izzster's review of Unlisted Brand Retin A


535 reviews

82% would repurchase

Package Quality: 3.8

Price: $$$

Package Quality: 3.8

Price: $$$


Retin A Cream Each g of cream contains: tretinoin 0.01%, 0.025%, 0.05% or 0.1% in a bland, hydrophilic base. Nonmedicinal ingredients: butylated hydroxytoluene, isopropyl myristate, polyoxyl (40) stearate, purified water, sorbic acid, stearic acid, stearyl alcohol and xanthan gum. Retin A Gel Each g of gel contains: tretinoin 0.01% or 0.025%. Nonmedicinal ingredients: butylated hydroxytoluene, ethanol undenatured and hydroxypropyl cellulose. Retin-A Liquid (0.05% Tretinoin w/w) polyethylene glycol 400, butylated hydroxytoluene and alcohol (denatured with tert-butyl alcohol and brucine sulfate) 55%


Age: 25-29

Skin: Acne-prone, Fair, Neutral

Hair: Brunette, Wavy, Fine

Eyes: Hazel

First of all, I'm giving Retin-A five stars because it WORKS, not because it's easy.


For the first time since I hit puberty my skin has been perfectly clean for weeks on end. Retin-A has been instrumental in clearing up my moderate, occasionally cystic and necrotic acne, reducing the size of my pores, tightening my skin, and lightening my acne hyper-pigmentation scars to almost nothing (not to mention evening out and lightening my freckles and overall complexion). I wore nothing but tinted moisturizer for the first time the other day and attained a look that I formerly needed foundation, concealer, powder, and a good skin-day to achieve.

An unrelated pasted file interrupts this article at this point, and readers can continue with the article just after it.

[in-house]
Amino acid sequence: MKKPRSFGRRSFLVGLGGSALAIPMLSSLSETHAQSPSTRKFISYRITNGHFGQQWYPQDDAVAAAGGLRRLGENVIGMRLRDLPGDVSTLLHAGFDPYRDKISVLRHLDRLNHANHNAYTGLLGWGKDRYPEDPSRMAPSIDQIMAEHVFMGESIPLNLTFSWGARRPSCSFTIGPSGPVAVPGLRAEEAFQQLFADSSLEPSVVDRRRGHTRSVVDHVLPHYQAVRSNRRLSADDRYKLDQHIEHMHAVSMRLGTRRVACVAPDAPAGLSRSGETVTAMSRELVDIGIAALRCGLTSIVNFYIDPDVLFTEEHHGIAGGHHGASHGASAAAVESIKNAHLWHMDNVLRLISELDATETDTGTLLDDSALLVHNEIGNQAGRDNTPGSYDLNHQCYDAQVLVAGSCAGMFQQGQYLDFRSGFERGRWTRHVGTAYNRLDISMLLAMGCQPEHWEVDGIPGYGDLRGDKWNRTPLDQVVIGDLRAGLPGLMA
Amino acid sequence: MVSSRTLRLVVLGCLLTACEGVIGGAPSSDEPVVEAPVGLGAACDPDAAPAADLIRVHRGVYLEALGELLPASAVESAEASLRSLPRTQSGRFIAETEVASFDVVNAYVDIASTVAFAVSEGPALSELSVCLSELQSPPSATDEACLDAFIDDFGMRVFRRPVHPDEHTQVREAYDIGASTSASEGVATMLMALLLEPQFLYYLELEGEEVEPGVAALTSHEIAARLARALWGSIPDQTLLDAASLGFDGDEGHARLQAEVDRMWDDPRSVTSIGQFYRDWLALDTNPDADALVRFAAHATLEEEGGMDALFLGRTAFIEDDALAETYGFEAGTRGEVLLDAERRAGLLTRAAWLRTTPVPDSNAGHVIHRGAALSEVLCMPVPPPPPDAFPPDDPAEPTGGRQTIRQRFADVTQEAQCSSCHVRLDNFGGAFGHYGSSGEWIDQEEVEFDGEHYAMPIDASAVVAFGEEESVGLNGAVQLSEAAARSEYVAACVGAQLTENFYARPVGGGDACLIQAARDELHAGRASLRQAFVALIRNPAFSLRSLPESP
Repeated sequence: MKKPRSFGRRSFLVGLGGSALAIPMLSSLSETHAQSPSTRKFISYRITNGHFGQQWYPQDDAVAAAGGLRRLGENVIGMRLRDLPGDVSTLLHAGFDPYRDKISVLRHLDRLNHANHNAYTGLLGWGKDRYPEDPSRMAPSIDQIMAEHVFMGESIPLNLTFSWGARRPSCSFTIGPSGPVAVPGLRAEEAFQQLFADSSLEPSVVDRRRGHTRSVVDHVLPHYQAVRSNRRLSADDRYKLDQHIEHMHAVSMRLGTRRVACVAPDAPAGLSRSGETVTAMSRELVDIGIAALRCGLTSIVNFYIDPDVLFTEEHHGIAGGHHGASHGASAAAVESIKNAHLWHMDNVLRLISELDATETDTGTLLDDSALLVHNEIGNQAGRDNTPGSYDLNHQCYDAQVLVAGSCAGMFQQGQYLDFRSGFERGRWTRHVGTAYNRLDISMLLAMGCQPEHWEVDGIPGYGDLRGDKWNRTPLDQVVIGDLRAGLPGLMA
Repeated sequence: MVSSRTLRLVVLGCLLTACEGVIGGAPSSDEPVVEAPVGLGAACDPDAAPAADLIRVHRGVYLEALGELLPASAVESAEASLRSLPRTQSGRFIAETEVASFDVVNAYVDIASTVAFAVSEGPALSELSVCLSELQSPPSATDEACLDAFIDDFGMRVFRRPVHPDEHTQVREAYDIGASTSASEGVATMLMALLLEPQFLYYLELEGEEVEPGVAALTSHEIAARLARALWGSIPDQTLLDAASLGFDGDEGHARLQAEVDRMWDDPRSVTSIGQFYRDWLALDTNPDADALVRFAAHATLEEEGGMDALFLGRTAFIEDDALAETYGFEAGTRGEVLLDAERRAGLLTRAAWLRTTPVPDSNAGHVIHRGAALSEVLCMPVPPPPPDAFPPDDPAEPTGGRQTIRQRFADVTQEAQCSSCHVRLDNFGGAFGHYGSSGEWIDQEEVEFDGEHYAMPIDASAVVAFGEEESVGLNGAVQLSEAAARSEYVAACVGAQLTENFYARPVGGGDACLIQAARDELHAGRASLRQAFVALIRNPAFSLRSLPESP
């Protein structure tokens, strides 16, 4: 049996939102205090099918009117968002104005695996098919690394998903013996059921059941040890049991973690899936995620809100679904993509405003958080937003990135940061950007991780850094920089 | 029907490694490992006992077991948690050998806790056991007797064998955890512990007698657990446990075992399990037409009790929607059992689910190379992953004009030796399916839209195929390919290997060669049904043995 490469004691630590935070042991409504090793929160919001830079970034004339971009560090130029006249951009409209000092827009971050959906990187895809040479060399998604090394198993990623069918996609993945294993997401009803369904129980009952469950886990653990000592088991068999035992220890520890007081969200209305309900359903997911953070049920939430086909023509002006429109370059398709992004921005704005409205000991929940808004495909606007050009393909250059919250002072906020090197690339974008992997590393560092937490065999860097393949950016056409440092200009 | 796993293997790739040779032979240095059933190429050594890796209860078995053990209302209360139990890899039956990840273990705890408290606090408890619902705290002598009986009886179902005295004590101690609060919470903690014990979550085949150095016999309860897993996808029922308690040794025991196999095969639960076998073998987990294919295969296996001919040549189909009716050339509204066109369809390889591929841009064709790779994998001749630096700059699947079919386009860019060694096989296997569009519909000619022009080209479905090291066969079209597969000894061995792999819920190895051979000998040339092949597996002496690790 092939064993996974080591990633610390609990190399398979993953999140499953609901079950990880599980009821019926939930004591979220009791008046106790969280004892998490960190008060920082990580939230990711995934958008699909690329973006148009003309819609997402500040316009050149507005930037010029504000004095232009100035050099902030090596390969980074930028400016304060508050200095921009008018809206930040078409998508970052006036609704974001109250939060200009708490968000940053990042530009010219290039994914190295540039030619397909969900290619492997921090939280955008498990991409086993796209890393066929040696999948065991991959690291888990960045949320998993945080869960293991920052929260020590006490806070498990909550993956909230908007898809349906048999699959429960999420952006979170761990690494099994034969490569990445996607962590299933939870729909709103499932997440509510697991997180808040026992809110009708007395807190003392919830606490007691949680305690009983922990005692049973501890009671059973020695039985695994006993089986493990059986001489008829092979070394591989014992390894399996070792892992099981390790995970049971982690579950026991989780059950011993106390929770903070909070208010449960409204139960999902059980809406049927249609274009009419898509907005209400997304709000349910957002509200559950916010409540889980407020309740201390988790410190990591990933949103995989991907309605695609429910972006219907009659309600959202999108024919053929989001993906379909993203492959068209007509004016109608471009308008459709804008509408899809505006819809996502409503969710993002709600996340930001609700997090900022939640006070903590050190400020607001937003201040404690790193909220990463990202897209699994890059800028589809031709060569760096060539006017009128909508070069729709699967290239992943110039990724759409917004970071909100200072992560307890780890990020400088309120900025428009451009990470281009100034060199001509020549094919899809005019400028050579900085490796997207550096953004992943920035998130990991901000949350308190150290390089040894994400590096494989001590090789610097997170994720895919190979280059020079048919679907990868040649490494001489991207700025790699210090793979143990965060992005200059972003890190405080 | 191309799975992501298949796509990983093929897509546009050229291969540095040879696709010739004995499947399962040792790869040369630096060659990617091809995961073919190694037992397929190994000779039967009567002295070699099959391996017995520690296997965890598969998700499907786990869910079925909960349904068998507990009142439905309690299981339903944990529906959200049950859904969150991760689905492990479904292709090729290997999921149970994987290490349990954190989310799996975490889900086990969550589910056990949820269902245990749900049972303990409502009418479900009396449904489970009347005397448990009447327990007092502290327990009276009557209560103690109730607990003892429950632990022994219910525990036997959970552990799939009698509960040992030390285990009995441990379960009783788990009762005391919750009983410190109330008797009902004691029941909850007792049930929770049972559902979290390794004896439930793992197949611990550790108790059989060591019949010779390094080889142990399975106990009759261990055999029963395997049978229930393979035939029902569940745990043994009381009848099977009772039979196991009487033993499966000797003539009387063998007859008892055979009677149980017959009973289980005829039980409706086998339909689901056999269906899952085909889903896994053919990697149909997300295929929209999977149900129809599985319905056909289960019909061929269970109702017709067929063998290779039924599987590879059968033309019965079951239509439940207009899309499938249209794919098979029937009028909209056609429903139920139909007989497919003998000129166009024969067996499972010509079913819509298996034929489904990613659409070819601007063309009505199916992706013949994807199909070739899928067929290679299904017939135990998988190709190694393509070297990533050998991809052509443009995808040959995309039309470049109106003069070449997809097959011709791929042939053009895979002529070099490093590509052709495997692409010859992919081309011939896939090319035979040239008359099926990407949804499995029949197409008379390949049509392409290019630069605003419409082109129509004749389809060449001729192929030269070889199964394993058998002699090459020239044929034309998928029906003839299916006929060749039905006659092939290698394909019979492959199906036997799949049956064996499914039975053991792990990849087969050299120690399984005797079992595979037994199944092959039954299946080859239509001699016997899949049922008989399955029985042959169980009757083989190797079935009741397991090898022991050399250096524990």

Getting to this point was, however, a bitch. It took my regimen at least five months to start working because I kept messing up in little ways; to get it to work for me I had to learn to stick to all of the following guidelines: